Thursday 20 August 2015

Five new works written especially by Danish composers represent a fine tribute to the late Danish composer Axel Borup-Jørgensen on a new disc from OUR Recordings

A new release from OUR Recordings entitled Nordic Sound is a tribute to the late Danish composer Axel Borup-Jørgensen (1924-2012). Here five Danish composers have each provided a work for this tribute disc topped off by Axel Borup-Jørgensen’s own Sommasvit for String Orchestra all performed by the Lapland Chamber Orchestra  conducted by Clemens Schuldt  with Michala Petri (recorder)


Axel Borup-Jørgensen (1924-2012)  was born in Hjørring in Denmark, but grew up in Sweden. It was the countryside and experience of nature of his childhood in Sweden that became a lifelong inspiration to him. He returned to Denmark to study piano at the Royal Danish Academy of Music in Copenhagen and instrumentation with Poul Schierbeck and Jørgen Jersild and was one of the first Danish composers to go to the Darmstadt School. Borup-Jørgensen's works include music for orchestra, chamber music, songs with piano and other instruments.

However, the first work on this disc is Bent Sørensen’s (b.1958) Whispering for recorder and strings (2014) which rises out of the silence with strange other-worldly sounds from the strings. Slowly the sound of Michala Petri’s recorder is heard as the music moves ahead with strange sonorities. As the work progresses, the strings continue to appear from the silence in little emerging phrases to which the recorder adds a melancholy quality. Soon a lively tune for recorder appears over the strings that play little phrases. The recorder moves through a variety of passages, melancholy and livelier, before an exquisitely hushed section out of which the recorder slowly rises over a gentle string accompaniment with drooping phrases leading to the coda.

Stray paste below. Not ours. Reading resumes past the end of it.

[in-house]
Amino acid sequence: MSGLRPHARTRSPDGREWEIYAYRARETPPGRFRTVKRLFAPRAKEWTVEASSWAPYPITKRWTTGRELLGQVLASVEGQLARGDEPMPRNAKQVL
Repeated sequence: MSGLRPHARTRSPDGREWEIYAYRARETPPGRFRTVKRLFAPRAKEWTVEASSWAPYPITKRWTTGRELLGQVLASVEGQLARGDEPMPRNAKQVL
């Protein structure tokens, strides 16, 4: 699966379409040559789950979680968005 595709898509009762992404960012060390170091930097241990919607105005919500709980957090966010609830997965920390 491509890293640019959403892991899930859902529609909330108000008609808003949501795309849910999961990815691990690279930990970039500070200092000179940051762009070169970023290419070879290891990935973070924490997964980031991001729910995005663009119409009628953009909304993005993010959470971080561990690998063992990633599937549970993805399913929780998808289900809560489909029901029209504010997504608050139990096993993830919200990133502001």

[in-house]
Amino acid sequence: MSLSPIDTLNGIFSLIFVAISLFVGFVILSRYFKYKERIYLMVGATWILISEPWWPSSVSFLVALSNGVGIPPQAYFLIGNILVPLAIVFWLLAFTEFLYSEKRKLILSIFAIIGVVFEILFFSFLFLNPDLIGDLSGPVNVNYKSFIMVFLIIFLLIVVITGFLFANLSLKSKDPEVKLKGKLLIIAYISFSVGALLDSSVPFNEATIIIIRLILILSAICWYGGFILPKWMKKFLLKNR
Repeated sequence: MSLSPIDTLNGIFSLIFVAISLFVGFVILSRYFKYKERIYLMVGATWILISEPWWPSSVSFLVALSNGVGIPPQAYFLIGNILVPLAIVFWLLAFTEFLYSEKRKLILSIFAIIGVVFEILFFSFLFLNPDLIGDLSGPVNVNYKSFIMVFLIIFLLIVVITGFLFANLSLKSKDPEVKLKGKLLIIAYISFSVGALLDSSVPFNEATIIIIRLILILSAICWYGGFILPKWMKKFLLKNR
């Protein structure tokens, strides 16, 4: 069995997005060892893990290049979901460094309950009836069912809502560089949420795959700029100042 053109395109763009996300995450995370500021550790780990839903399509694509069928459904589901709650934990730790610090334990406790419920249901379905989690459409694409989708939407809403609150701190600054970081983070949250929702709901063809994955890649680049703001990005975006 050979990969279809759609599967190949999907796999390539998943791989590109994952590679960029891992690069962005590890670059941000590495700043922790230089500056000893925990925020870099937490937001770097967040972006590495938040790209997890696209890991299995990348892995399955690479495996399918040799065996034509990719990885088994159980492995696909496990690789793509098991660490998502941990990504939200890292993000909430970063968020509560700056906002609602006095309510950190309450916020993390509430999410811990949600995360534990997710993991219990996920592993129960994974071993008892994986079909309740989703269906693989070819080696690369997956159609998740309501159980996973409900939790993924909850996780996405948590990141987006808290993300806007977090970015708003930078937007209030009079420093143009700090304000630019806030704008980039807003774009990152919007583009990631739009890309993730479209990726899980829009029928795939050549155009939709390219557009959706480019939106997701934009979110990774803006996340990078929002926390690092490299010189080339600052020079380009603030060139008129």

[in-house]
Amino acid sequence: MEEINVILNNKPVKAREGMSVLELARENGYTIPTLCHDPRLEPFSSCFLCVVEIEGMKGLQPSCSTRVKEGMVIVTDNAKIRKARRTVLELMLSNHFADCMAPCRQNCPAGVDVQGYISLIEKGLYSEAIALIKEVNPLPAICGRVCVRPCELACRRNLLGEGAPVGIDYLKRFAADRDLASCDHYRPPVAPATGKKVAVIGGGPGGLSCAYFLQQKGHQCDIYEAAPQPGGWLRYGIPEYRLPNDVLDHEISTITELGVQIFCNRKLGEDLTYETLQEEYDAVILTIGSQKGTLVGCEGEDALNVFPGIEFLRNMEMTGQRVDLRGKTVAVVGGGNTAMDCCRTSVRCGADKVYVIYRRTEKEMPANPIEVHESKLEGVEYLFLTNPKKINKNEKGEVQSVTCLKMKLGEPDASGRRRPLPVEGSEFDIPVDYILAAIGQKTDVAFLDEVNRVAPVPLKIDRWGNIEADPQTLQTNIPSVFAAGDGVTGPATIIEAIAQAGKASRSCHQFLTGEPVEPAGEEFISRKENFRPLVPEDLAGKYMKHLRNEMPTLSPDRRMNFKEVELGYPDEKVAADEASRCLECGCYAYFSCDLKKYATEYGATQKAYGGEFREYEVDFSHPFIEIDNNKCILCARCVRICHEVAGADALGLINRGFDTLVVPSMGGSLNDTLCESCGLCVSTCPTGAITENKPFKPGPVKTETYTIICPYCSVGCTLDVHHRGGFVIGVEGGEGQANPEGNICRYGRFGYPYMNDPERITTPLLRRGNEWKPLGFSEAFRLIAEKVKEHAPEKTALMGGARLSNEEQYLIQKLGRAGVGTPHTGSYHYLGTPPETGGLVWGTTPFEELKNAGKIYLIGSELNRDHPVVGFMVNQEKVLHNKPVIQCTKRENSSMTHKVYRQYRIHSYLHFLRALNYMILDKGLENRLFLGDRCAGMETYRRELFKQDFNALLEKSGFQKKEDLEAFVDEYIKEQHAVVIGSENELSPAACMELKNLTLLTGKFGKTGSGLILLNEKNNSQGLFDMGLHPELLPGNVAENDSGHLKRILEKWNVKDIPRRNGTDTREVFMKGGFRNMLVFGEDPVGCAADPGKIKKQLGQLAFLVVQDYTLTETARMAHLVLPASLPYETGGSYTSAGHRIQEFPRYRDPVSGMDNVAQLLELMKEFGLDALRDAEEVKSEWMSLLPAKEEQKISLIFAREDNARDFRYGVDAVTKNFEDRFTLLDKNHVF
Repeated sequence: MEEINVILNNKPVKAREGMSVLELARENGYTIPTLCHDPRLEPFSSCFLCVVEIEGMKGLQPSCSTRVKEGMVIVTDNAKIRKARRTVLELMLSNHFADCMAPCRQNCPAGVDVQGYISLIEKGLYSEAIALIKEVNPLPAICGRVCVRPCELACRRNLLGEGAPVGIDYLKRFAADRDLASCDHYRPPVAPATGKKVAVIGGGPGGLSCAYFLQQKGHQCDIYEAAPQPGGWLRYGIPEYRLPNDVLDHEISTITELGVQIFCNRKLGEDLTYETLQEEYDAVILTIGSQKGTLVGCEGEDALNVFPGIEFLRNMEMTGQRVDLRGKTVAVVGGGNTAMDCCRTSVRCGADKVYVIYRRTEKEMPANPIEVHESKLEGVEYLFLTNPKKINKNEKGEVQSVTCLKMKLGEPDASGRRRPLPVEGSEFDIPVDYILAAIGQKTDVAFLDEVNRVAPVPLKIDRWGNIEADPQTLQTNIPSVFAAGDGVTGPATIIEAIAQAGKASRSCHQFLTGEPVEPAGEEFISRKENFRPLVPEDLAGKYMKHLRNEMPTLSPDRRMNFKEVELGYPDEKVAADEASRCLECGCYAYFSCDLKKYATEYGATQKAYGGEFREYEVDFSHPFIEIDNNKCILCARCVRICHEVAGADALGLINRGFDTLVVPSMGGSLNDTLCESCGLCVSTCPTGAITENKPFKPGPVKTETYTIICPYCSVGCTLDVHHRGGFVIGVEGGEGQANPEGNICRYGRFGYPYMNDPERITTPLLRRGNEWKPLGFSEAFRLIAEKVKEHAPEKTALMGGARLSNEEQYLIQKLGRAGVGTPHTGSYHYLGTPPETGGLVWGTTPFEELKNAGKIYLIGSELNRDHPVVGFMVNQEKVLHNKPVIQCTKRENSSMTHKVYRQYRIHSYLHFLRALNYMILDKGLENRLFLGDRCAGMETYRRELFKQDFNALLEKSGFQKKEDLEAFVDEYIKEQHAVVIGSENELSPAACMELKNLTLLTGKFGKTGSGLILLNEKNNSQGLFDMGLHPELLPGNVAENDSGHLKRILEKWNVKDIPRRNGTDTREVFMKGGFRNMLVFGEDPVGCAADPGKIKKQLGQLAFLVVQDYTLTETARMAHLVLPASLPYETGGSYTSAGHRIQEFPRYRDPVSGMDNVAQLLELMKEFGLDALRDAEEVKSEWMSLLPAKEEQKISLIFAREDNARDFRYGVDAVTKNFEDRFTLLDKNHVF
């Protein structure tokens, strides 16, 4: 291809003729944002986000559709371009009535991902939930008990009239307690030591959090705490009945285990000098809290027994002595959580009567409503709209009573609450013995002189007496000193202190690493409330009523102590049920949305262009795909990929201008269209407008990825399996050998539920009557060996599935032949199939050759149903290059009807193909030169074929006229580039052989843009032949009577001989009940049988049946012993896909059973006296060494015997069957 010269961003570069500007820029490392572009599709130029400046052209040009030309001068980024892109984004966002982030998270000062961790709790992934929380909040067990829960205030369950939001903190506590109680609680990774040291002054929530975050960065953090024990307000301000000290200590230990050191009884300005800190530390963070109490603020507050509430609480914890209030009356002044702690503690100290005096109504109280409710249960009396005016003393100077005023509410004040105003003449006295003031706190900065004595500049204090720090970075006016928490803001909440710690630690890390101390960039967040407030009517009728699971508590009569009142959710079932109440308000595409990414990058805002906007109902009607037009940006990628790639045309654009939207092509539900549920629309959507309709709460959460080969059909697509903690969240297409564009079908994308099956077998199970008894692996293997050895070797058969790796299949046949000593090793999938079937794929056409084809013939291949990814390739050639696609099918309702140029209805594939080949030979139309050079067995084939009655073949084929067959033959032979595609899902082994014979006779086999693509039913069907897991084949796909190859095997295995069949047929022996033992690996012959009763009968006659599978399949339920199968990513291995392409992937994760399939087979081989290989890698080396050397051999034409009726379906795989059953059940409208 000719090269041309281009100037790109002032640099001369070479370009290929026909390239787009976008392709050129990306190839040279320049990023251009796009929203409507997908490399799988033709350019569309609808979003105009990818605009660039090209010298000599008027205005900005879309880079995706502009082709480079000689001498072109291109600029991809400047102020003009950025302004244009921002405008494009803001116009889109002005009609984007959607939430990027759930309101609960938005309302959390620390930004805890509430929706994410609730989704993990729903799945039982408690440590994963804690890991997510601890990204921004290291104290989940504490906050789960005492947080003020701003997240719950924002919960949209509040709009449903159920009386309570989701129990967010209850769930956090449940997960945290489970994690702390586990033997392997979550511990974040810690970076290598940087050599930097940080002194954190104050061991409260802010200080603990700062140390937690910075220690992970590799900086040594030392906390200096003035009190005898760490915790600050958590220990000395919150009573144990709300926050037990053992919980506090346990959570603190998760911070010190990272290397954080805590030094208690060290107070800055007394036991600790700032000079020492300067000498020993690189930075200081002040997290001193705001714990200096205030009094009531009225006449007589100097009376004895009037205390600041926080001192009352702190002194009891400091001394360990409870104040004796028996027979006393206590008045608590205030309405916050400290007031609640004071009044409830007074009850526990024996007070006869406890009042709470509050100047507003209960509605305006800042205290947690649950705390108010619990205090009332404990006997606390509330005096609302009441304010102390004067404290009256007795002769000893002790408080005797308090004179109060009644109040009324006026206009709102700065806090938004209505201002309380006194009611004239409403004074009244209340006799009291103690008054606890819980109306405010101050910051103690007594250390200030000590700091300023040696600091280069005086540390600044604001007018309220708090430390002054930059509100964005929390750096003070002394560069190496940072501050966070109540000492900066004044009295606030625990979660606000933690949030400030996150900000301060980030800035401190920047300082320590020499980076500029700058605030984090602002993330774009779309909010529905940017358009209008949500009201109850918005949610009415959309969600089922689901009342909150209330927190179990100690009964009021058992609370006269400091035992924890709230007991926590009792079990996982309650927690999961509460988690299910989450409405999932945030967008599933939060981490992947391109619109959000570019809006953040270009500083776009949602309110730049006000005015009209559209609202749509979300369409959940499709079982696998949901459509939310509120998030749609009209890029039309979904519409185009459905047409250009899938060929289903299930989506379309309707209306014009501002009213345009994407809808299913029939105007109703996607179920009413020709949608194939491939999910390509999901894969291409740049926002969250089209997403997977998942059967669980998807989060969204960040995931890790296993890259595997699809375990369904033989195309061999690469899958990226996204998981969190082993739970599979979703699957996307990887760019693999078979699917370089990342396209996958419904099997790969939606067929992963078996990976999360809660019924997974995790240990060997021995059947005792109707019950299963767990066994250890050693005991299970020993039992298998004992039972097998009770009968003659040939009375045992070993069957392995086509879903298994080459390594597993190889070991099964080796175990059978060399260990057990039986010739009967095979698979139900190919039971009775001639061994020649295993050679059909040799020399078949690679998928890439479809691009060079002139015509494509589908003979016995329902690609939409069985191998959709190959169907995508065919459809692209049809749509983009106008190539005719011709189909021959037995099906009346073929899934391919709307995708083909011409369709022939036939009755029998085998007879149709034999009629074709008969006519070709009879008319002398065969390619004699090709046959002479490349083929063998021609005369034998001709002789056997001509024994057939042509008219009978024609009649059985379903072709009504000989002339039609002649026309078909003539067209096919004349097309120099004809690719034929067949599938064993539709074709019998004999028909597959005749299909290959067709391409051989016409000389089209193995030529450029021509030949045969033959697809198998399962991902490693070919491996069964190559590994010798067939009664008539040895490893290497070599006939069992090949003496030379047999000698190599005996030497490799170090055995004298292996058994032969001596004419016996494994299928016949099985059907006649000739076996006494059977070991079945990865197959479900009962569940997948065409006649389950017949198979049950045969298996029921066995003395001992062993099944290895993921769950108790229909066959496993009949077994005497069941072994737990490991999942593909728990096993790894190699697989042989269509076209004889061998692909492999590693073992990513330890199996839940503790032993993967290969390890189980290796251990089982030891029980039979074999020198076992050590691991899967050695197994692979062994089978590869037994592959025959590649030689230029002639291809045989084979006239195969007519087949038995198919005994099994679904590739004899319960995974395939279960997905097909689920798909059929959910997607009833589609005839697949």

Pelle Gudmundsen-Holmgreen’s (b.1932)  Music for 13 Strings. For Axel 'Boje' (2014) opens with a swirl of strings with some fine textures before faster, often staccato phrases appear, as the music becomes dramatic. Gudmundsen-Holmgreen creates some terrific string harmonies and textures before a hushed rising and falling passage for strings appears. There are sudden outbursts of dramatic strings as the music moves quickly and lively ahead. The Lapland Chamber Orchestra brings some very fine string sounds to this lovely theme. Eventually there are more dramatic staccato phrases as the music moves rhythmically ahead.  Slowly the music regains its steady forward momentum moving through a variety of passages, slow and intricate then more dramatic with rhythmic stamping of feet from the orchestra before slowing for a rumination of a four note motif. The music leads to a quiet coda with slowly rising and falling strings.